78. Lotze HK. 2005. Radical changes in the Wadden Sea fauna and flora over the last 2000 years. Helgoland Mar Res 59:71–83.CrossRefGoogle Scholar
  79. Lotze HK, Worm B. 2009. Historical baselines for large marine animals. Trends Ecol Evol 24:254–62.PubMedCrossRefGoogle Scholar
  80. Lotze HK, Lenihan HS, Bourque BJ, Bradbury RH, Cooke RG, Kay MC, Kidwell SM, Kirby MX, Peterson CH, Jackson JBC. 2006. Depletion, degradation, and recovery potential of estuaries and coastal seas. Science 312:1806–9.PubMedCrossRefGoogle Scholar
  81. MacKenzie BR, Mosegaard H, Rosenberg AA. 2009. Impending collapse of bluefin tuna in the northeast Atlantic and Mediterranean. Conserv Lett 2:25–34.CrossRefGoogle Scholar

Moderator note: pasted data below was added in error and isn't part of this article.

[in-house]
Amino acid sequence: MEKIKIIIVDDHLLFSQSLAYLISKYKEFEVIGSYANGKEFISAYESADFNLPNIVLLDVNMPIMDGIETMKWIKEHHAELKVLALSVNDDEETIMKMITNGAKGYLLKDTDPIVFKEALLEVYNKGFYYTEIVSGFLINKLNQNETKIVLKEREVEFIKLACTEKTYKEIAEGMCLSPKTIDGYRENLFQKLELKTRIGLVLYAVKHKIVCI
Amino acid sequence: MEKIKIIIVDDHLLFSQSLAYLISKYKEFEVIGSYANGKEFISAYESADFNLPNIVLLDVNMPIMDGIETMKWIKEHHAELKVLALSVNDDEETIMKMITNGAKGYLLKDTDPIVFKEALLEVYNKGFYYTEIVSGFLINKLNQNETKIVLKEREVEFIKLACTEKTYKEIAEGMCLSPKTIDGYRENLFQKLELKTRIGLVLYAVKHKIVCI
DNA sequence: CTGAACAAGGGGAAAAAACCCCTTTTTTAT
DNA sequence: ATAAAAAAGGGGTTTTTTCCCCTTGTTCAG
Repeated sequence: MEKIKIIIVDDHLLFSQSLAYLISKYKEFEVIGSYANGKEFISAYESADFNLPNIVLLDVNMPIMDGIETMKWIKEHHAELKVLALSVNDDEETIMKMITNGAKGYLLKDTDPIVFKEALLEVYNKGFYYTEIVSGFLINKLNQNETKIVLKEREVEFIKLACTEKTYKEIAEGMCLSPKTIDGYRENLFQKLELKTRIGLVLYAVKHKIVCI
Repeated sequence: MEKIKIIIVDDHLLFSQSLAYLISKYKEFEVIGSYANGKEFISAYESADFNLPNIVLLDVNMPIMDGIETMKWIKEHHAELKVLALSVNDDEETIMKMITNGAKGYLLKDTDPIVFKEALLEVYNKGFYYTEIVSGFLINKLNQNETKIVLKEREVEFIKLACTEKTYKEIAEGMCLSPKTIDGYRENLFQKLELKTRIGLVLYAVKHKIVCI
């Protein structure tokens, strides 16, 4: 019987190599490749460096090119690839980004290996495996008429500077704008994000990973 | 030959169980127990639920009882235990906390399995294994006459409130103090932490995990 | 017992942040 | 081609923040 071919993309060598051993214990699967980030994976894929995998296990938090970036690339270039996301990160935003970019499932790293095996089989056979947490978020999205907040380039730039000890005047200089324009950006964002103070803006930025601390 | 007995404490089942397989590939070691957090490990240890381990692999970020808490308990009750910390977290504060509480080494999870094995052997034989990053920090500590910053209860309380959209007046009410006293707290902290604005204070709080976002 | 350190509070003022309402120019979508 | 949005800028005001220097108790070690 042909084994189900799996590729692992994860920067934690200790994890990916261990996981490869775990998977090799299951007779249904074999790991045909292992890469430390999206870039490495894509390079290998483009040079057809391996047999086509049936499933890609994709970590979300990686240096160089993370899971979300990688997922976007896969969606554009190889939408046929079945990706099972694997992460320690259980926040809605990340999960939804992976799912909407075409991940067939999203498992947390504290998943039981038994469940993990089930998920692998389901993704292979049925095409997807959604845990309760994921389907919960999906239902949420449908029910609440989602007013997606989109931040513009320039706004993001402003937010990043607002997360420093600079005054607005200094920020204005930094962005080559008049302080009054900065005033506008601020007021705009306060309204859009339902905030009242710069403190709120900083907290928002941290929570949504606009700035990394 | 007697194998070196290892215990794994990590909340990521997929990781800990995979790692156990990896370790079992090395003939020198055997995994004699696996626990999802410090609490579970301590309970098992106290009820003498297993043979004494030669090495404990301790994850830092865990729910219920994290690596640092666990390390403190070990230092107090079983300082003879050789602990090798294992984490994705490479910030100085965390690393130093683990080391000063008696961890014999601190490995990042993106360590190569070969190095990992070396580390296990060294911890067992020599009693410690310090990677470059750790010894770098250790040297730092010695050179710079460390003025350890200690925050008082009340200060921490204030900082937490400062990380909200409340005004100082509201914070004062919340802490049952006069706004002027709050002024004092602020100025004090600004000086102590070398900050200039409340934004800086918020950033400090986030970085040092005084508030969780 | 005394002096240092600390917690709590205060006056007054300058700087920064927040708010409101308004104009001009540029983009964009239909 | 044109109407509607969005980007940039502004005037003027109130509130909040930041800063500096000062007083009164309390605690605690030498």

82. Malej A, Malej A Jr. 2004. Invasion of the jellyfish Pelagia noctiluca in the Northern Adriatic: a non-success story. In: Dumond H, Shiganova TA, Nierman U, Eds. Aquatic Invasions in the Black, Caspian and Mediterranean Seas. Kluwer: Academic Publishers. p 273–85.CrossRefGoogle Scholar
  83. Marasović I, Ninčević Z, Kušpilić G, Marinović S, Marinov S. 2005. Long-term changes of basic biological and chemical parameters at two stations in the middle Adriatic. J Sea Res 54:3–14.CrossRefGoogle Scholar
  84. Marchetti M. 2002. Environmental changes in the central Po Plain (northern Italy) due to fluvial modifications and anthropogenic activities. Geomorphology 44:361–73.CrossRefGoogle Scholar
  85. Marchetti R, Provini A, Crosa G. 1989. Nutrient load carried by the River Po into the Adriatic Sea, 1968–1987. Mar Pollut Bull 20:168–72.CrossRefGoogle Scholar